What kind of diet should I be on if I have PCOS?
While there is no known “best” diet for the PCOS population, it is vital to address any metabolic and body weight concerns. Therefore, a Mediterranean style, low glycemic, low carbohydrate diet is certainly an effective strategy. Eating plenty of colorful vegetables, a few servings of fresh fruit, and legumes (beans/peas/lentils) is key. Additionally, consume nuts and seeds, anti-inflammatory oils/fats like avocado, olive, coconut, and grape seed oil. Focus on moderate intake of lean protein from poultry, eggs, fish, shellfish, dairy and even red meat, while limiting portions of whole grains. Most of all, avoid processed foods, fried foods, and added sugars.
Meals may look something like this:
- 2 organic large whole eggs scrambled with sautéed in olive oil veggies (mushrooms, bell peppers, onions, etc), 2tbsp melted sharp shredded cheddar
- ½ cup (dry) cooked oatmeal with stevia, 2tbsp chopped almonds or pecans, sprinkle of cinnamon
- Smoothie with 1c frozen mixed berries, 1 c baby spinach or kale, ¼ avocado, 1 scoop unsweetened protein powder, 8-10oz water
- Homemade Chili with chicken or turkey, beans, stewed tomatoes, and chopped veggies
- Tuna salad mixed with lite mayonnaise on a whole wheat “sandwich thin” with tomato, lettuce, mustard and sliced onion
- “Mix up” salad- different greens (arugula, romaine, mixed greens, etc.), sliced radishes, chopped cabbage, sautéed onions/peppers, beets, raw seeds or slivered almonds, top with protein(chicken/tuna/egg salad, beans or lentils, diced chicken/beef/pork, sautéed shrimp, etc.)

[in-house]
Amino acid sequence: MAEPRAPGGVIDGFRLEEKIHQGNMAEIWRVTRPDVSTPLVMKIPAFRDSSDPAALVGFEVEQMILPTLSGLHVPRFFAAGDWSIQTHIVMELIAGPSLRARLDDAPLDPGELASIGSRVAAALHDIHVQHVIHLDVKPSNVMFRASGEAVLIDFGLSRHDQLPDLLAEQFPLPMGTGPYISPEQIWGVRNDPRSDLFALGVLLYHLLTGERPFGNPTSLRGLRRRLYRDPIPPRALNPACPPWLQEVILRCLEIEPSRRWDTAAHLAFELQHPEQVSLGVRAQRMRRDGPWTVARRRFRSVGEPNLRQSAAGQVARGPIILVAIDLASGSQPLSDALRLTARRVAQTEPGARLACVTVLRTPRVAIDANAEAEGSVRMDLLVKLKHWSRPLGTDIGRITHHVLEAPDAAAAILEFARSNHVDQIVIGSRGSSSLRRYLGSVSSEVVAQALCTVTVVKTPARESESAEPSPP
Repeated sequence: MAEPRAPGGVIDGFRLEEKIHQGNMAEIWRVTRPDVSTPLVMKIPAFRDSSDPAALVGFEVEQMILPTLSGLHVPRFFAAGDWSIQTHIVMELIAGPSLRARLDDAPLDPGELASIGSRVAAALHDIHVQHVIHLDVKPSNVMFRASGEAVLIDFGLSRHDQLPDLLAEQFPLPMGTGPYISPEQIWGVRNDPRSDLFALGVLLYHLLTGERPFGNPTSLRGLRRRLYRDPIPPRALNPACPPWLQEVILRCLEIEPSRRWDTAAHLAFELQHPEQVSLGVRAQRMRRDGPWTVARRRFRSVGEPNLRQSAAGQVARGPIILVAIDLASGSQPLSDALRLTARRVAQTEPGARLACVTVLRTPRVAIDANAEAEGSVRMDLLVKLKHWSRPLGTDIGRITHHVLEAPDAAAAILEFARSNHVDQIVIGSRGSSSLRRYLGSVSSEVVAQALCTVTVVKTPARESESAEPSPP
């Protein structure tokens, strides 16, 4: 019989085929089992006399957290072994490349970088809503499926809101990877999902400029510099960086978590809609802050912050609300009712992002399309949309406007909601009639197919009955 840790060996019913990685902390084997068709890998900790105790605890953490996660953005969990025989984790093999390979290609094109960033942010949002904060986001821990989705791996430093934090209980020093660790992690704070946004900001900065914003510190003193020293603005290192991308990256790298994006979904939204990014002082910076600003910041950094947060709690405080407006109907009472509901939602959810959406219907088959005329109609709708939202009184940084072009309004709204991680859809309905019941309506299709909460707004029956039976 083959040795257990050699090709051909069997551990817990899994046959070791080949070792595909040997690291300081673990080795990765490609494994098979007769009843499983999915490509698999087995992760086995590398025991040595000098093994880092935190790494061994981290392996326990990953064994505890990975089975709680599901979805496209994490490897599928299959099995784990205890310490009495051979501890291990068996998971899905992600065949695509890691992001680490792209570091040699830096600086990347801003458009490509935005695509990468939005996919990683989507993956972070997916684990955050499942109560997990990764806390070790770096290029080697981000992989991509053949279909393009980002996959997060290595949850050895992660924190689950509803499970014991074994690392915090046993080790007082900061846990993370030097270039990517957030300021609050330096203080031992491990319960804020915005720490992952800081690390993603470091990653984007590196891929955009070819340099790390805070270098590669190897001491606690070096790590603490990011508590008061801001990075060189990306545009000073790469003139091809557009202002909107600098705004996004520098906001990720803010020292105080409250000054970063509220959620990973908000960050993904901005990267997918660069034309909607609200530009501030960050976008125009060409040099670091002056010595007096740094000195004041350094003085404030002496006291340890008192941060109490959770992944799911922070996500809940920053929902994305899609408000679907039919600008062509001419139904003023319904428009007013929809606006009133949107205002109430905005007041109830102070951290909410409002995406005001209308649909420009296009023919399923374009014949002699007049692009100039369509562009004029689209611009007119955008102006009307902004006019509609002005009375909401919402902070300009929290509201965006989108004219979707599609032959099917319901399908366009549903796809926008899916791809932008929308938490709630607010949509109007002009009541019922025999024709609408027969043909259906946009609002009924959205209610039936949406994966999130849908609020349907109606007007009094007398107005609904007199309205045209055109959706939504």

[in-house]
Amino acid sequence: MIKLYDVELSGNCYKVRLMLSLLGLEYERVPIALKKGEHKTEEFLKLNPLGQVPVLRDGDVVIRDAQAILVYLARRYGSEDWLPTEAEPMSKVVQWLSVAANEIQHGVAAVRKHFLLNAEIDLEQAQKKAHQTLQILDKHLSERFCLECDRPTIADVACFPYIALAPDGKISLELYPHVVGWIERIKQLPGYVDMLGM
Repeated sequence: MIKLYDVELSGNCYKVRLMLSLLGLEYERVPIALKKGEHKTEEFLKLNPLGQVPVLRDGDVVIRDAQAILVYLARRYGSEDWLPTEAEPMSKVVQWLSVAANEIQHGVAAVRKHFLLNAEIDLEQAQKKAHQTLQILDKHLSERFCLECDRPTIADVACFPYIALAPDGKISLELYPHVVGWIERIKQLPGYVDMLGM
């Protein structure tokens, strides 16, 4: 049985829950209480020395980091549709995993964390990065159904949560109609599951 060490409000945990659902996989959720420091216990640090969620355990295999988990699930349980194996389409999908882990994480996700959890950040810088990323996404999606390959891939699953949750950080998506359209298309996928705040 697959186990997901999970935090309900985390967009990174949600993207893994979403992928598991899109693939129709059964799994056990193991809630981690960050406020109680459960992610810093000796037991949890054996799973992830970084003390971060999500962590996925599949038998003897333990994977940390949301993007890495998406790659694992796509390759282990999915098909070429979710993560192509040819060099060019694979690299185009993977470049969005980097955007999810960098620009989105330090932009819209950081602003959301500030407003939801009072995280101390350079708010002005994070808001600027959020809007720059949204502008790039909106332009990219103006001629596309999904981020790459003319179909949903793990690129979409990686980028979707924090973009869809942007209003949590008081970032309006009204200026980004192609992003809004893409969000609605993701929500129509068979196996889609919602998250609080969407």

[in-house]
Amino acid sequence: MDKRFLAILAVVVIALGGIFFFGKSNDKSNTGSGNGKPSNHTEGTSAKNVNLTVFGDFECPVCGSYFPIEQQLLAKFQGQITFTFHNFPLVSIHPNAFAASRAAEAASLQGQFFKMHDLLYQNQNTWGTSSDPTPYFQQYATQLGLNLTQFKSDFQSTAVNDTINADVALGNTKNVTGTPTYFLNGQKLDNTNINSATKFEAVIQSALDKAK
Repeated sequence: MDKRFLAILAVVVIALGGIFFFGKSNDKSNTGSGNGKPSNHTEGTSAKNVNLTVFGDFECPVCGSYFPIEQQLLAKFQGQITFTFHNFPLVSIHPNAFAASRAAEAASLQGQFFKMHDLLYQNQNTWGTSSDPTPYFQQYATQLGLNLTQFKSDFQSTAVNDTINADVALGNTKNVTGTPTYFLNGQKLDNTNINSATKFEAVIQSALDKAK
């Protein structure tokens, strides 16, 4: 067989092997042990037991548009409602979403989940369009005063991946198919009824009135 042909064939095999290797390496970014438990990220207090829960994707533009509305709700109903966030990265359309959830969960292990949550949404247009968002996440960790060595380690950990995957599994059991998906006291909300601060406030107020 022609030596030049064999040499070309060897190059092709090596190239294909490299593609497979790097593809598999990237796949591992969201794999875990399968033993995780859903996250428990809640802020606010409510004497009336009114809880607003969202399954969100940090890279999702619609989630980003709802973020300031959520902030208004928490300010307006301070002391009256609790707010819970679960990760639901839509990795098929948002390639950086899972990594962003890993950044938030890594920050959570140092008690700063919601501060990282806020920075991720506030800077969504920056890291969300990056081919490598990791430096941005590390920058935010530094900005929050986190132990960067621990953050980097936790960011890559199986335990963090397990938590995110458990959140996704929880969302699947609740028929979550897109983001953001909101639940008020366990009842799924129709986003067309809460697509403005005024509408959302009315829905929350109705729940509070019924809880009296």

- 3-4oz lean meat with ½ medium baked sweet potato or white potato with >1 cup of steamed broccoli
- 3-4oz baked fish with ½ cup cooked quinoa or couscous (whole grain) with >1 cup of roasted asparagus
- 1 cup cooked spaghetti squash with ½ cup marinara with sautéed veggies and 3-4oz meatballs or steamed shrimp
- ½ cup cottage cheese with ½ cup sliced peaches
- celery sticks with 1tbsp unsweetened peanut or almond butter
- 1oz of unsalted nuts or seeds
- 6oz plain Greek yogurt
- 2 hard boiled eggs
- Carrot sticks dipped in salsa and ¼ c guacamole
Weight loss of 5-10% of total body weight if one is overweight or obese will also help to improve reproductive and metabolic health. Watching portions and total calories will produce desired weight loss. Studies show that a higher protein (40% of total calories compared to 15% of total calories) can also assist in more weight loss for those with PCOS. In addition, incorporating regular physical activity, including 2-3 strength training sessions per week is helpful for those with stubborn weight loss.
There are nutritional supplements that can be helpful for specific concerns of individuals with PCOS. Some of these include reducing testosterone, controlling blood sugar, lowering inflammation, improving the lipid profile and fertility. This article will not dive into that topic, but stay tuned for a later post!
In conclusion, having the diagnosis of PCOS means that one should pay close attention to both metabolic and hormonal parameters. By changing modifiable factors like food choices, portions, activity, and body weight, one can reduce their risk of developing comorbidities.